Compared to rest of this nation’s major sports, baseball is somewhat of an odd duck. Whether it’s the irregularly-shaped field of play or the leisurely pace of play, it’s always stood out from its less pastoral brethren on the sports scene. Its players come in all shapes and sizes, from all over the world, and with all manner of odd quirks. In fact, baseball players have a long and illustrious history of bizarre superstitions and traditions.
(Yes, Hanley, the ghost came from the sky.)
The 1908 White Sox were scared of shaving. Turk Wendell was scared of the foul line. Craig Biggio was scared of washing his helmet. Today we add a new bizarre superstition to the list: the Florida Marlins are scared of ghosts.
According to an item in today’s PALM BEACH POST (via the awesome Janie Campbell of NBC MIAMI):
True story: At least two pairs of Marlins players are sharing a room in Milwaukee because of their fear of ghosts. The Pfister Hotel is famous for its ghost stories and paranormal activity. And stories of other baseball players’ ghostly encounters there have made there way around clubhouses.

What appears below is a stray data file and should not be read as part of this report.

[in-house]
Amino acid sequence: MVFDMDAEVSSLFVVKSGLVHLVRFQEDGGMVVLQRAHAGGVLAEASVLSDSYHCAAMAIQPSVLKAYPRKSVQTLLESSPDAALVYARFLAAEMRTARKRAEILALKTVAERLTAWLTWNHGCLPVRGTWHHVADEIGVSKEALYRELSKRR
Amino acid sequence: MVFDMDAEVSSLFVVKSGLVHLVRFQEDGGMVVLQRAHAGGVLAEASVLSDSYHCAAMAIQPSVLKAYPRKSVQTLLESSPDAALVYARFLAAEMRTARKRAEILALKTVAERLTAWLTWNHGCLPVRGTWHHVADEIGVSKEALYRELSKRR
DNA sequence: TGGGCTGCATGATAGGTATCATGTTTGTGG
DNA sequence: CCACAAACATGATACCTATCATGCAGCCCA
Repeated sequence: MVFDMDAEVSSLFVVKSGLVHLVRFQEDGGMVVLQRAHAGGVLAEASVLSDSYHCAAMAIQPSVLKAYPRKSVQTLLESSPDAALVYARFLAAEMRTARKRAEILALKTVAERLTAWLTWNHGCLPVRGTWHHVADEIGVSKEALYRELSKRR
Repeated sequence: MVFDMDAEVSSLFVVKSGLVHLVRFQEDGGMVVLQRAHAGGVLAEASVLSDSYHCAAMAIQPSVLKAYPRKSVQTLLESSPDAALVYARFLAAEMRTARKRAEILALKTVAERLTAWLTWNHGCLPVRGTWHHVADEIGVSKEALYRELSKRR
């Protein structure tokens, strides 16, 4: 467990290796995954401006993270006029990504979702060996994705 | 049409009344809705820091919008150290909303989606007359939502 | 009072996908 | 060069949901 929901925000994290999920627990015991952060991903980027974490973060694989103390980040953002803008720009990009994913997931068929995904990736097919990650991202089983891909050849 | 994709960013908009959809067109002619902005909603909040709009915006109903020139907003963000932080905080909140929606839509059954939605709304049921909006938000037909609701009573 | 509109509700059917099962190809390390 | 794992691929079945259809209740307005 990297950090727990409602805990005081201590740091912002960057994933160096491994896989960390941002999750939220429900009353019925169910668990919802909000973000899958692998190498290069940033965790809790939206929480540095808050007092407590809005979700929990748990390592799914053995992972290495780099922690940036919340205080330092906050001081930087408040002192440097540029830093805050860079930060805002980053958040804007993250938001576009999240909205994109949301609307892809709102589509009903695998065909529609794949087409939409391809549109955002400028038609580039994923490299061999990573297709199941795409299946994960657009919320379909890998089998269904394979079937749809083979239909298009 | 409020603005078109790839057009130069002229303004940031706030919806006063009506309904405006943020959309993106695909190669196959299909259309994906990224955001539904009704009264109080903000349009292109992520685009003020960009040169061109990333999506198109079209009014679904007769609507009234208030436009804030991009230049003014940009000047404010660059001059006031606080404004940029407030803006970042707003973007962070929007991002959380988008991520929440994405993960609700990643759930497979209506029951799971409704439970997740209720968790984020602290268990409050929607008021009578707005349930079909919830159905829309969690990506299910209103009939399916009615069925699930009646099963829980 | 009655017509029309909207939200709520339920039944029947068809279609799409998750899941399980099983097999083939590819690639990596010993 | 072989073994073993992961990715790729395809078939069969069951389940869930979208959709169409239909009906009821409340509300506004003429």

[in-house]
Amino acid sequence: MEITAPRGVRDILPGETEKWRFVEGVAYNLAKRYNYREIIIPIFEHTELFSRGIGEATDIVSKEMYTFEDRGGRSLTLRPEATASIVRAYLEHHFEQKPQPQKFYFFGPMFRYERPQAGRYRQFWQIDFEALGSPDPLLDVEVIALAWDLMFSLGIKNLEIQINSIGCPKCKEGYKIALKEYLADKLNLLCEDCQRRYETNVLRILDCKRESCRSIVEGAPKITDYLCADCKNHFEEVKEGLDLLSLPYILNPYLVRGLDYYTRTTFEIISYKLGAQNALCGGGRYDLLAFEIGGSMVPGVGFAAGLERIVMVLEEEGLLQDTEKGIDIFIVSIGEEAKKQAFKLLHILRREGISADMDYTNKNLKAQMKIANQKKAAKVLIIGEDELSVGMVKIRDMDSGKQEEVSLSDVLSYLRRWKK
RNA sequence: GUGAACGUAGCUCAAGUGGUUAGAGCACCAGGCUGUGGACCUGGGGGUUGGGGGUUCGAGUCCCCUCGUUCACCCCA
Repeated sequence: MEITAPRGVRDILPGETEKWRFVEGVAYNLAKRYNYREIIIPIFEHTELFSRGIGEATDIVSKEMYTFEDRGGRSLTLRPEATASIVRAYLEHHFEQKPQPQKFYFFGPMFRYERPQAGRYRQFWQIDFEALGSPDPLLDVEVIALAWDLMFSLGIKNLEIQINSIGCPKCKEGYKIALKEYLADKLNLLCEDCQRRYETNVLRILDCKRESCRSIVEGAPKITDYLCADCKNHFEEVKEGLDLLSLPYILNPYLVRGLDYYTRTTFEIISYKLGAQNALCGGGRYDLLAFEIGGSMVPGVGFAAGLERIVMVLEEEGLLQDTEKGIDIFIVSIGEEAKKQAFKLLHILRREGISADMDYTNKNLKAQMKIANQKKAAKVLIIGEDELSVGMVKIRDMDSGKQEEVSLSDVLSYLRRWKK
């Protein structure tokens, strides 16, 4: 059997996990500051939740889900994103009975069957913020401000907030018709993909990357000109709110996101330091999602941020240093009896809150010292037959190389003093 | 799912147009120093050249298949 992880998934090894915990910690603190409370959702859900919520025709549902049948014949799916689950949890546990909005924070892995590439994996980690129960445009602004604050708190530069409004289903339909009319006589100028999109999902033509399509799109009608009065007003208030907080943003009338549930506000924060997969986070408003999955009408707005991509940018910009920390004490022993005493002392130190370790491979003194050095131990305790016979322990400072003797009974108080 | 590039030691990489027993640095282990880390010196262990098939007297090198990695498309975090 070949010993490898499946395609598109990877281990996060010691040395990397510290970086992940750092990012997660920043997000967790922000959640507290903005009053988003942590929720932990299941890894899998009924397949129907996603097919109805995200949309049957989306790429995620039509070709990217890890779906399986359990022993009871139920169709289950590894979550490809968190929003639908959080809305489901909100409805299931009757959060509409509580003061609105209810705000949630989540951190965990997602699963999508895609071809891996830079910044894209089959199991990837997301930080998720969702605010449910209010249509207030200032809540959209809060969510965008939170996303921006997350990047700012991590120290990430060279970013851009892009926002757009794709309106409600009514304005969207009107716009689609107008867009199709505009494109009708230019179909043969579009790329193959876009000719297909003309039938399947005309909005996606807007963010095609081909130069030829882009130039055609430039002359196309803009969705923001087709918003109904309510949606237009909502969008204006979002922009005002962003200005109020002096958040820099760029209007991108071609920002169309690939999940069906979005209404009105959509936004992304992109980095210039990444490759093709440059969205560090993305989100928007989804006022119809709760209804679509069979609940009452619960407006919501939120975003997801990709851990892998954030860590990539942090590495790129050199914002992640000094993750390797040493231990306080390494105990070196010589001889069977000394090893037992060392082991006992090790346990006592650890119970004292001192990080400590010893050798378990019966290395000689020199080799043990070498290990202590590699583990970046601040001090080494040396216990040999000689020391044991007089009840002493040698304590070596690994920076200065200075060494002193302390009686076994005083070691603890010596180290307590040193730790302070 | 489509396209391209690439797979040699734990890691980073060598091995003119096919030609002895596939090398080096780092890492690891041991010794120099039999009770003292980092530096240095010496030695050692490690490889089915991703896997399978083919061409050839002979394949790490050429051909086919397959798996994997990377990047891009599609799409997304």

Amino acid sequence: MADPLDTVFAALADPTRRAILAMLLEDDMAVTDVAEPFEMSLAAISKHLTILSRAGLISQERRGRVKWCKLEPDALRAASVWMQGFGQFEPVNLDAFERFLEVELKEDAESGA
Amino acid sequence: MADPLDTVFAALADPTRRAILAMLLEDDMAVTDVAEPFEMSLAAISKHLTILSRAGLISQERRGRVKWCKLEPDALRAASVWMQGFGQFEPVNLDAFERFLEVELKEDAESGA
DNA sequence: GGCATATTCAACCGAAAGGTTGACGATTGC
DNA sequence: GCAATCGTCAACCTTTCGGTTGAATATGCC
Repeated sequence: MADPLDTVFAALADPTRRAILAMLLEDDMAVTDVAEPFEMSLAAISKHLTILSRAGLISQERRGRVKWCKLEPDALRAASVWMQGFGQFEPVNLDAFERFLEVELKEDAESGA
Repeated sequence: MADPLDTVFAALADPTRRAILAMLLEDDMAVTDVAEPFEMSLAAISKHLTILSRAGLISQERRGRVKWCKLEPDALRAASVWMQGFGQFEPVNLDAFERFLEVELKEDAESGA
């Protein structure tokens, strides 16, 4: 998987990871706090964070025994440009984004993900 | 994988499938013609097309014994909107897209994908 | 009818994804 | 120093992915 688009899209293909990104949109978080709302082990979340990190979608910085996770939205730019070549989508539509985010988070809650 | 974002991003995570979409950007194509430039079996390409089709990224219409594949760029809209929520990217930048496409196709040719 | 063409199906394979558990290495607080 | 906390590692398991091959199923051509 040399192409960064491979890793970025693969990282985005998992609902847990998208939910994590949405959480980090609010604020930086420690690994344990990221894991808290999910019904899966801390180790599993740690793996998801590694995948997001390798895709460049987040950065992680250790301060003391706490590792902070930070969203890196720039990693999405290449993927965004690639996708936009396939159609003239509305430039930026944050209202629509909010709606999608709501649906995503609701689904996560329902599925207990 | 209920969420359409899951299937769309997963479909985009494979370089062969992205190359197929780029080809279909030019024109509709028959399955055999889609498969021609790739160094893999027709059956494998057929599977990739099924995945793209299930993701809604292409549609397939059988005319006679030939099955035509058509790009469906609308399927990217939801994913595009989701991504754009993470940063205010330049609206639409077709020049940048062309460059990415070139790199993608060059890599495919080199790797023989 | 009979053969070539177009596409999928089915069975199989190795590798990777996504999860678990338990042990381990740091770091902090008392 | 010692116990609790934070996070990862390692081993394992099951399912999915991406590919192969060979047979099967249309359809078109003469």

One of the most popular sightings by guests is the ghost of Charles Pfister, the owner when the hotel opened in 1893, overlooking the ornate lobby from the grand staircase.
The main problem we have with this situation is not the one you might think. You wanna believe in ghosts? Fine. Lots of otherwise intelligent people believe in ‘em, and baseball players are superstitious to begin with. The silly part is the idea that the ghost of the hotel’s founder would be chasing people around. The man dedicated his life to serving his guests; he’s not the type of spectre that would go around hurting baseball players, for crying out loud. It’s obvious, right?
Then again, it’s probably no coincidence that the Marlins are the youngest team in the majors. This motley bunch of wayward youths are only a few years removed from night lights and security blankets; it’s no wonder they’re still scared of ghosts, even benevolent hotelier ghosts. One can only imagine the fright they feel when staring into the cold, dead eyes of bogeyman owner Jeffrey Loria. Now that’s something to be scared of.